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Our world is not as it seems. We share it with aliens, zombies, demonic spirits, with ancient god like entities that are all keen to eat our bodies and devour our souls. It's lucky then that we have the British secret service to protect us, more specifically a top secret branch of the secret service called The Laundry, why is it called the laundry? Because when it was first set up in Victorian times it was on the premises of...you guessed it... a Chinese laundry. This organisation is so secret that even the bosses at MI6 don't know of its existence. The point of the Laundry is to keep all the myriad of terrors endangering the Earth at bay by the careful use of science, technology and magic, magic being a little known branch of applied maths.
Our hero in this Lovecraftian spy thriller is Bob Howard an IT specialist and forensic demonologist working for the Laundry. Bob is married to Mo a demonic violin wielding exorcist special agent also working for the same secret organisation. When Bob's supervisor the enigmatic Angleton, asks him to carry out an odd mission and then promptly disappears along with a top secret document (the Fuller Memorandum) Bob and Mo get embroiled in a dangerous mystery involving Russian zombie assassins, otherworldly soul eaters, cannibalistic occultists and quite possibly face the end of the world.
This is not the secret service of James Bond, a better comparison would be the world of Len Deighton's Harry Palmer. Here a license to kill has to be countersigned in triplicate and have the right code number! Bureaucracy rules. Bob is no superhero in fact he is more of a geek than an intelligence agent. The story especially at the beginning relies a lot on techno nerdiness and this is emphasised at every opportunity and rather overdone, there is a little too much jargon and talk of mobile phone apps and PC subsystems but this is only a slight annoyance.
This is in fact the third 'Laundry' novel and it is slightly difficult to get into without knowing the back history from Bob Howard's previous adventures. There are a lot of references to other missions with all sort of ridiculous code names such as Club Zero, Bloody Baron, Case Nightmare Green which are not explained at first and initially make it difficult to engage with the story. Eventually the nerd speak is left behind and the relevance of all the missions is made clear in the latter part of the book. The story does gather pace and becomes a real old fashioned page turner.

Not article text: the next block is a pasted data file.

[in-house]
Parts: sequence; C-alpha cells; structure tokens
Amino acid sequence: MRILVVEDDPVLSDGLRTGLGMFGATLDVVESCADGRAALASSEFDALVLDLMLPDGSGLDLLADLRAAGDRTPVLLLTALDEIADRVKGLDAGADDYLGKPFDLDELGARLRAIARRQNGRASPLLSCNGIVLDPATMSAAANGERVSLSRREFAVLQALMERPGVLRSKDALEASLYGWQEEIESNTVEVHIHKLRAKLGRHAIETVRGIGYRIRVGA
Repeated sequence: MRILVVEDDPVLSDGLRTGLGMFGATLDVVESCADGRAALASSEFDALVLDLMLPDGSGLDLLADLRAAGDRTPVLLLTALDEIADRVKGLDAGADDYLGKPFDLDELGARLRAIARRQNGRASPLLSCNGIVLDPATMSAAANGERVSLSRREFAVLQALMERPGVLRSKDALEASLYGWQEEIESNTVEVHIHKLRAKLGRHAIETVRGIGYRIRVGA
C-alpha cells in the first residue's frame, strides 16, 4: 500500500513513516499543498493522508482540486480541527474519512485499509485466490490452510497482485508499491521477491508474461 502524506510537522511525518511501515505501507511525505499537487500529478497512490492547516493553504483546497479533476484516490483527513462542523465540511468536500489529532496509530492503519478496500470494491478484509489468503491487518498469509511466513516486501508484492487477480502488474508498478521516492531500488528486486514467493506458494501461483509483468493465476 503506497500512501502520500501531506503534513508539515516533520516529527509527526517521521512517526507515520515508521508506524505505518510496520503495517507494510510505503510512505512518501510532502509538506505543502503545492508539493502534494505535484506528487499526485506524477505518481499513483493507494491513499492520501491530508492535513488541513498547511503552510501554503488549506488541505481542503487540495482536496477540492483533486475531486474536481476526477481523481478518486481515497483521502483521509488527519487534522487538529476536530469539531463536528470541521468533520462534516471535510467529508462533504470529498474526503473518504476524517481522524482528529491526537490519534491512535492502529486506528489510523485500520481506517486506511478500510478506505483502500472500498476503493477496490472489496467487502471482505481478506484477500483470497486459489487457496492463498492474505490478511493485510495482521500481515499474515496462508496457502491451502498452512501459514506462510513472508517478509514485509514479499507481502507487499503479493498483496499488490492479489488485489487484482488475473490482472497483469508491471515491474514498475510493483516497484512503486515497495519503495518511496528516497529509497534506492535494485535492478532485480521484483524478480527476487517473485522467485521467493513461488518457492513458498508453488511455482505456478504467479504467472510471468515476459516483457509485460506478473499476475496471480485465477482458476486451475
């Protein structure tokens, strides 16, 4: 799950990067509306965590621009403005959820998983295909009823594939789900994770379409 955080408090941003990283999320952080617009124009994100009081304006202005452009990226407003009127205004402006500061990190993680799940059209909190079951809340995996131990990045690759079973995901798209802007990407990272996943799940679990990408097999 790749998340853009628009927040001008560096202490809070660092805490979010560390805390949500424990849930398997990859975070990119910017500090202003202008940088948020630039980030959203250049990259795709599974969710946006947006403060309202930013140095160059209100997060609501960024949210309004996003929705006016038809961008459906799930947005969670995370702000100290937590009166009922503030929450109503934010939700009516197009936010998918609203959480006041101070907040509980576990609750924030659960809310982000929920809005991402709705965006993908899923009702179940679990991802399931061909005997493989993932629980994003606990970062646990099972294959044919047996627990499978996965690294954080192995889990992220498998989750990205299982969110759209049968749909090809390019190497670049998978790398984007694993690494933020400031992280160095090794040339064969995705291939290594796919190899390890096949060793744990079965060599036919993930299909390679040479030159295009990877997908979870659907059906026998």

The world that Charles Stross has created is a very inventive if rather scary. He has imagined a multiverse where most of the dimensionality of space-time is hidden from us and only partially accessible through the use of magic. It is magic that also allows us to manipulate and communicate with all the extra dimensional entities that live elsewhere. This is a very clever and compelling spy mystery with a huge twist. Some of the ideas in the book are simply bonkers and it this vibrant and bold imagination that makes the story great fun. There is also plenty of dark humour that makes the rather gruesome subject matter a little more palatable. For the horror fans we get a fine helping of demonic beings and satanic rituals complete with human sacrifices and cannabalism. For the spy thriller fans we have a slowly unfolding, updated cold war mystery involving the desperate search for top secret documents, which in the wrong hand could precipitate the unleashing of such supernatural powers that the our very existence could be at stake. Stross makes good use of mundane London locations and by adding new frightening dimensions to even the most normal to our eyes suburban alleyway. The constant battle between our reality and the aliens in the alternative multiverse makes the story both compelling and entertaining.
Overall this is an enjoyable read and can be read as a stand-alone story although I would certainly be keen to try out the earlier books in the series. Fans of well written horror like H.P Lovecraft, Clive Barker or even the period mysteries of Lucifer Box written by Mark Gattis will enjoy this. It is written with the same outlandish confidence and vivid imagination that will delight the reader. Fans of more traditional spy thrillers will also enjoy the cold war thread in the storyline.
I suspect that we haven't seen the last of Bob and Mo and they will be back slaying demons without too much delay in the next book of the series.
A slightly shorter version of this review appeared on Bookbag.co.uk.
'The Fuller Memorandum' by Charles Stross can be bought from Amazon.co.uk for £4.79 (p&p included) at the time of writing this review.